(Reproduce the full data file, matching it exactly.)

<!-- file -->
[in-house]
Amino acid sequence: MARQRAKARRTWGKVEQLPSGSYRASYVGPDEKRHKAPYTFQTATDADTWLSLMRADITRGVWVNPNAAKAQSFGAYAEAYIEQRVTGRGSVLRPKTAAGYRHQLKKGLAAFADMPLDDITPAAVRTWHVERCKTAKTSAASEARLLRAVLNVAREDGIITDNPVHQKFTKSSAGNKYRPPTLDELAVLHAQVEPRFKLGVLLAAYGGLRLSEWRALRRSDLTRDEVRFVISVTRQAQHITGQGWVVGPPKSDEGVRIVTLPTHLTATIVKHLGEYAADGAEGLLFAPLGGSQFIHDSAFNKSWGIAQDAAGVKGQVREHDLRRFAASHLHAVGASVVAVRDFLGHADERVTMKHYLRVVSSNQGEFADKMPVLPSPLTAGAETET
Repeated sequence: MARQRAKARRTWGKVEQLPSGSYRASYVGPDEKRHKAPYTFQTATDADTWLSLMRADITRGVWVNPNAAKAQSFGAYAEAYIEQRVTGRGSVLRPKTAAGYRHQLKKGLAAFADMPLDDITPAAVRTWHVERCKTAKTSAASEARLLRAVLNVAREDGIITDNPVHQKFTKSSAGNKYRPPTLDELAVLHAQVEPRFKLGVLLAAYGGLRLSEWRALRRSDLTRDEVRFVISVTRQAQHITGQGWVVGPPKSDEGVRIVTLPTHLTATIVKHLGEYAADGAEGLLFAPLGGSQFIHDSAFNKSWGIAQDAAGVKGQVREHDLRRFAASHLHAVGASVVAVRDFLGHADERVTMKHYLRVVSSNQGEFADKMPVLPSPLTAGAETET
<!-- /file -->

[in-house]
Amino acid sequence: MARQRAKARRTWGKVEQLPSGSYRASYVGPDEKRHKAPYTFQTATDADTWLSLMRADITRGVWVNPNAAKAQSFGAYAEAYIEQRVTGRGSVLRPKTAAGYRHQLKKGLAAFADMPLDDITPAAVRTWHVERCKTAKTSAASEARLLRAVLNVAREDGIITDNPVHQKFTKSSAGNKYRPPTLDELAVLHAQVEPRFKLGVLLAAYGGLRLSEWRALRRSDLTRDEVRFVISVTRQAQHITGQGWVVGPPKSDEGVRIVTLPTHLTATIVKHLGEYAADGAEGLLFAPLGGSQFIHDSAFNKSWGIAQDAAGVKGQVREHDLRRFAASHLHAVGASVVAVRDFLGHADERVTMKHYLRVVSSNQGEFADKMPVLPSPLTAGAETET
Repeated sequence: MARQRAKARRTWGKVEQLPSGSYRASYVGPDEKRHKAPYTFQTATDADTWLSLMRADITRGVWVNPNAAKAQSFGAYAEAYIEQRVTGRGSVLRPKTAAGYRHQLKKGLAAFADMPLDDITPAAVRTWHVERCKTAKTSAASEARLLRAVLNVAREDGIITDNPVHQKFTKSSAGNKYRPPTLDELAVLHAQVEPRFKLGVLLAAYGGLRLSEWRALRRSDLTRDEVRFVISVTRQAQHITGQGWVVGPPKSDEGVRIVTLPTHLTATIVKHLGEYAADGAEGLLFAPLGGSQFIHDSAFNKSWGIAQDAAGVKGQVREHDLRRFAASHLHAVGASVVAVRDFLGHADERVTMKHYLRVVSSNQGEFADKMPVLPSPLTAGAETET